Skip to main content

Context Matters: The Endangered Past

Christopher Witmore and Ömür Harmansah (both of Brown University) have responded to the Guennol Lioness story with an interesting piece ("The endangered future of the past", IHT, December 21, 2007). They focus on the issue of how the press has placed an emphasis on the "story", i.e. the history of the piece in recent years. And they touch on the tension between the art world's use of provenance (i.e. does the piece have good pedigree? who owned it?) and the archaeological word's distinction between archaeological context and subsequent history.

They illustrate the importance of context with the example of cuneiform tablets belonging to Ur-Utu who lived at Sippar-Amnanum (modern Tell ed-Der).
According to the Belgian excavators of the site, Ur-Utu kept upwards of 2,000 tablets in his house. When it caught fire, perhaps in 1,629 BC (a year suggested by date of the last tablet in the archive), someone, possibly Ur-Utu himself, attempted to rescue some of the tablets, leaving the remainder of the archive behind.

While fleeing the fire, this person apparently stumbled, dropping the documents in the middle of a room. They lay on the floor for over 3,600 years, until archaeologists unearthed them in the mid 1970s.

The detailed archaeological circumstances in which the Ur-Utu cuneiform tablets were excavated have enabled archaeologists and philologists to carefully trace a captivating set of connections between multiple documents and Ur-Utu's private life.

These documents take us into the intimacies of a landholder's livelihood. Each is set in relation to an archive of harvest accounts kept in a domestic space by a landowning singer. But each can also be a text of contemporary study, an object for museum display, or a document worth risking one's life over.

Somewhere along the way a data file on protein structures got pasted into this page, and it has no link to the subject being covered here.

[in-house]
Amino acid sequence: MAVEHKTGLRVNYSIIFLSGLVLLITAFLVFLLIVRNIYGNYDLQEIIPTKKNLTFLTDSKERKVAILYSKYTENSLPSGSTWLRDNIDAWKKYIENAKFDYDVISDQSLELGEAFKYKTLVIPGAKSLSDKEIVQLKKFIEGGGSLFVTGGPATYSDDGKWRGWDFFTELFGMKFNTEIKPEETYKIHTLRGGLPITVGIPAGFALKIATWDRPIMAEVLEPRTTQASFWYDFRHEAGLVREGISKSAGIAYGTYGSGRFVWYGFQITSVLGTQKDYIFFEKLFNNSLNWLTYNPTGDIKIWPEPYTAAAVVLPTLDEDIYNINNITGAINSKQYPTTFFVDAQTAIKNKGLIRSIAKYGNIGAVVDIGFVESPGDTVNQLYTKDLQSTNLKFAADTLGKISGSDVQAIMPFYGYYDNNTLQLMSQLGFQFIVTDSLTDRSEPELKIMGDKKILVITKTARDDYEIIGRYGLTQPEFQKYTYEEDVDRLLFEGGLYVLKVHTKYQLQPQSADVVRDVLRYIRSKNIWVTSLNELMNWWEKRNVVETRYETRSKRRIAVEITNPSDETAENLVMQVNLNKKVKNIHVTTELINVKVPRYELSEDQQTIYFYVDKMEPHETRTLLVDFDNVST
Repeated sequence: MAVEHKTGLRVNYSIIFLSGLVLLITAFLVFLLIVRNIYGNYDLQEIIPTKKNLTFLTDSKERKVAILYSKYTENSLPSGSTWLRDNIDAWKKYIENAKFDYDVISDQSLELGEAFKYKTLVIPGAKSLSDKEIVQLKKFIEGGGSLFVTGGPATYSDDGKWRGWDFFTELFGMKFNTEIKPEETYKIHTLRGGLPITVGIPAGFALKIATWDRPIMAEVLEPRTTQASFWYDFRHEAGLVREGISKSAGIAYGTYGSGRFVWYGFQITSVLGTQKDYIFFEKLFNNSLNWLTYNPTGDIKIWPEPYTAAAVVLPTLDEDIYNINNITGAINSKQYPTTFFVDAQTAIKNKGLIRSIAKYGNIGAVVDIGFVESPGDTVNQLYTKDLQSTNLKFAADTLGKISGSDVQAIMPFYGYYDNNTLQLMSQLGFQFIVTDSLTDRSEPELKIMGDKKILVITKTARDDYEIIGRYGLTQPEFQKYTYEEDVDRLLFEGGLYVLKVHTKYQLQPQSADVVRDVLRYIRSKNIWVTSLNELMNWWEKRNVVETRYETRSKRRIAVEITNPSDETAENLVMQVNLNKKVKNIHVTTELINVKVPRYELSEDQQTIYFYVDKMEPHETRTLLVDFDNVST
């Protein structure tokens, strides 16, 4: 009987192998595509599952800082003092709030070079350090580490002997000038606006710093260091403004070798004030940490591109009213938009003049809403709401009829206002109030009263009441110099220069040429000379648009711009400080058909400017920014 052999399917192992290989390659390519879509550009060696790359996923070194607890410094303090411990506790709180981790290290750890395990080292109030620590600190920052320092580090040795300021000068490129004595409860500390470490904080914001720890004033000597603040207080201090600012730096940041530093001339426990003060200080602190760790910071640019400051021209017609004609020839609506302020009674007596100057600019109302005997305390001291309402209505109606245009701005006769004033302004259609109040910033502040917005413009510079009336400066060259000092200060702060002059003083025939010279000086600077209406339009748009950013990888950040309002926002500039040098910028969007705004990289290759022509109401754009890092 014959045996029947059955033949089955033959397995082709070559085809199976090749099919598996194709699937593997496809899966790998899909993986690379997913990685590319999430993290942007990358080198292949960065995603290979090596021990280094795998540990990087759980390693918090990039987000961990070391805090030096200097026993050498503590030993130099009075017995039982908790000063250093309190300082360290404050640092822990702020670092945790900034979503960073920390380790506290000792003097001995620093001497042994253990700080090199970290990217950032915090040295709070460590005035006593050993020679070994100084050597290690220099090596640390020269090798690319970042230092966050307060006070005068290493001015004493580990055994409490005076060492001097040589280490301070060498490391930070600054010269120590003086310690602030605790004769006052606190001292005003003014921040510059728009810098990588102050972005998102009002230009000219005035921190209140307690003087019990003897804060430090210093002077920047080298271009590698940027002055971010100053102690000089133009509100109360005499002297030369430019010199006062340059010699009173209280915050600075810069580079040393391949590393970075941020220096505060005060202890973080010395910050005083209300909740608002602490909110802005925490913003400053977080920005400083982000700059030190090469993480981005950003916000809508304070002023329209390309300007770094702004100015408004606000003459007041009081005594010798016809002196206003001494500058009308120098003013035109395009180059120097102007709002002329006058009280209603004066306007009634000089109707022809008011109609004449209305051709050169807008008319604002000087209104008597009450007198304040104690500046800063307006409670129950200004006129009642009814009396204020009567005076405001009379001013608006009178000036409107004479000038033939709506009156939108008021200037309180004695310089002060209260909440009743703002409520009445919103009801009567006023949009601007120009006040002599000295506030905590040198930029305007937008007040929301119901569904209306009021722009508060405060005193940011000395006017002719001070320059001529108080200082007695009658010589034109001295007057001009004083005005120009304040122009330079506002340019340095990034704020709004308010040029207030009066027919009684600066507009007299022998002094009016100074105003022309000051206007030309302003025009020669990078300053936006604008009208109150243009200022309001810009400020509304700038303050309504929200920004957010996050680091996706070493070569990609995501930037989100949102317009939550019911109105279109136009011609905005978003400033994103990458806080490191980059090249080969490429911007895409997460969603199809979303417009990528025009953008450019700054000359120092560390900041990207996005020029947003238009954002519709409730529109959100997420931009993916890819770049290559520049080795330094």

Witmore and Harmansah remind us how the archaeological context provides a richness to help interpret objects. And they also warn us about the superficiality of "loads of airy suppositions and few concrete associations" when dealing with items stripped of their context.

The assessment is bleak for objects which have been removed from archaeological sites in an unscientific way:
Once excavated, the material past is radically transformed. The damage is irreversible.

Comments

Popular posts from this blog

Codename: Ainsbrook

I have been watching (UK) Channel 4's Time Team this evening. The programme looked at an undisclosed field (under a potato crop) where a Viking burial had been found. The location in Yorkshire was so sensitive that it was given a codename: Ainsbrook. Here is the summary:
In late 2003 two metal detectorists were working in a field in Yorkshire. They found 'treasure' buried just beneath the surface – a collection of Viking material next to a body. Although they had been detecting on the site for a number of years, during which time they had made large numbers of finds, nothing they had uncovered previously compared with this. They decided to share their discovery with archaeologists.The programme explored the tension between metal-detectorists and the English Heritage sponsored archaeologists putting six trenches into the field based on a geo-physical survey. Finds made by the metal-detectorists did not easily map onto the archaeological features.

Part of the programme had an …

The scale of the returns to Italy

I have been busy working on an overview, "Returning Archaeological Objects to Italy". The scale of the returns to Italy from North American collections and galleries is staggering: in excess of 350 objects. This is clearly the tip of the iceberg when it comes to the material that has surfaced on the market without a history that can be traced back to the period before 1970. 

I will provide more information in due course, but the researcher is a reminder that we need to take due diligence seriously when it comes to making acquisitions.

Stele returns to Greece

The Hellenic Ministry of Culture has announced (Saturday 8 September 2018) that a stele that had been due to be auctioned at Sotheby's in London in June 2017 has been returned to Greece (Friday 7 September 2018). The identification had been made by Cambridge-based forensic archaeologist Dr Christos Tsirogiannis.

It appeared that the stele had been supplied with a falsified history as its presence with Becchina until 1990 contradicted the published sale catalogue entry. It then moved into the hands of George Ortiz.

A year ago it was suggested that Sotheby's should contact the Greek authorities. Those negotiations appear to have concluded successfully.

The 4th century BC stele fragment, with the personal name, Hestiaios, will be displayed in the Epigraphic Museum in Athens. It appears to have come from a cemetery in Attica.